The year is 1998 and the proverbial is about to go down in Raccoon City, but not as fans know it.
Resident Evil: Operation Raccoon City sees the player returning to the unlucky city around the events of Resident Evil 2 and 3, this time from the perspective of the nefarious Umbrella Corporation’s Security Service.
Desperate contingency measures are in progress to ensure one William Birkin doesn’t succeed in trading his “perfect” G-virus to the U.S. Government. Of course, it all goes awry, and as a member of a four-person squad, the player descends into the chaos via a first/third-person over-the-shoulder perspective in the franchise’s first outing as a squad-based shooter.
Armed according to each squad member’s speciality, players can choose their character from the traditional domains of assault, explosive expert, medic or stealth. Over the course of seven reasonably long missions, they’ll be fending off hordes of Bio Organic Weapons (BOWs), rival special forces squads, and zombies. And, of course, there’ll be a few familiar faces to mess with along the way.
What’s immediately noticeable about Raccoon City is that it’s a cover shooter, in the sense that refuge can be taken simply by running up against flat surfaces. When this magnetism works, it works fine, but transitioning from point to point across rooms is unnecessarily complicated by not being able to launch over small crates or walls. Having to peel away from every flat surface in the midst of enemy swarms isn’t much joy either. Mass Effect, or Ghost Recon, this ‘aint.
In accordance with the foray into tactical shooting, the inventory system of past Resident Evil games has been replaced with a quick selection for primary and secondary weapons used through the gamepad. The left trigger gives the player a first-person view, though it’s to little avail as the aiming in Raccoon City seems rather amiss. Granted BOWs and zombies are a little more resistant to high-calibre weaponry than your average Joe, but rival Special Forces operatives shouldn’t be able to take two to the head and get back up again. There’s a certain nervous joy about having to watch your ammo count in the horror genre, but not when the bar is artificially raised by stupidity.
Raccoon City is also plagued with a few glitches of the non-genetically engineered variety. Sometimes enemies or the player will get stuck in one spot, unable to be moved or killed. It doesn’t happen often, but the game has also been known to run out of memory at certain points, giving all the textures an eerie blue glow. It may not be the first game to suffer from these issues, but they serve only to further highlight its flaws. Other than that, the textures and environments in this title are all suitably grim. Indeed, if all of Umbrella’s laboratories are that dark it’s no surprise that workplace accidents are so common.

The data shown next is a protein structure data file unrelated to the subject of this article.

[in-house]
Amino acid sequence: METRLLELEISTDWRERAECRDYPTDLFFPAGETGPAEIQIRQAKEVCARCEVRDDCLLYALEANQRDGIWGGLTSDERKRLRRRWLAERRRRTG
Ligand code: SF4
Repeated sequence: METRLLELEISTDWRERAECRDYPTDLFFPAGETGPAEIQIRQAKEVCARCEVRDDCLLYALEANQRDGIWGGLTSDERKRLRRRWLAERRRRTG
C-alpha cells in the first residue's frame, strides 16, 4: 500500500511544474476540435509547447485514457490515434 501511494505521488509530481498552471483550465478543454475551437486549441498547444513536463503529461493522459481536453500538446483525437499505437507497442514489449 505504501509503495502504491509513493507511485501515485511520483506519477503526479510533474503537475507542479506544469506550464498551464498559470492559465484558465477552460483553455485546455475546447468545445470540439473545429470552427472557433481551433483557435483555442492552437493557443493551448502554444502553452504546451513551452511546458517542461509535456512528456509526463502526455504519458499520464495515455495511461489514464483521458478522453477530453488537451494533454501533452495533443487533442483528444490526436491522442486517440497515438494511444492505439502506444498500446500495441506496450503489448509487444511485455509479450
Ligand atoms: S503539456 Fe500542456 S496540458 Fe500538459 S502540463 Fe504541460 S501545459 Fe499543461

That said, Raccoon City is a lot more enjoyable as a multiplayer title. Singleplayer is a slightly lacklustre affair, in no small part due to the AI. Frequently fellow squad members seem genuinely confused as to where enemy fire is coming from, and while there’s often time during a mid-zombie grapple to stop and revive a fallen comrade, the squad’s designated medic seems unwilling, or unable to reciprocate when she’s needed the most. Reviving squad mates pays off however, as the experience gained in reward is used to purchase and upgrade weapons and gear, such anti-virus sprays that stave off impeding zombie-hood.
Online squad mates are generally more reliable, and more aware of environmental hazards like trip mines, which is helpful. There are four different modes to play around with in addition to Nemesis, which is exclusive to 360. As a King of the Hill variant, Nemesis is traditional deathmatch with the opportunity to take control of a Nemesis BOW and use it to gory effect against rivals. While Team Attack and Biohazard represent team deathmatch and capture the flag under new names, Heroes mode is simply team deathmatch with the opportunity to reprise a few memories by playing as famous faces such as Jill Valentine and Ada Wong.
Survivor mode is akin to Horde mode in Gears of War, players face off against waves of enemies until the rescue helicopter arrives, at which point the lack of extra seats forces the rival squads against each other.
As a spin-off concept, a tactical shooter set in the Resident Evil universe sounds great. Overdue, even. Unfortunately, the reality doesn’t quite live up to lofty expectations. There’s a fair amount of entertainment to be had in the multiplayer modes, especially in Survivor, and fans of the franchise will appreciate the nostalgic reliving of Resident Evil 2 and 3 – alongside the opportunity to meet and play as a few famous faces along the way – but overall the game feels a little undercooked.
It’s a shame because Raccoon City is not entirely unpalatable, most of its flaws seem as though they could have been ironed out, but it’s doubtful whether it can seriously compete on its own merits with comparable titles currently on offer.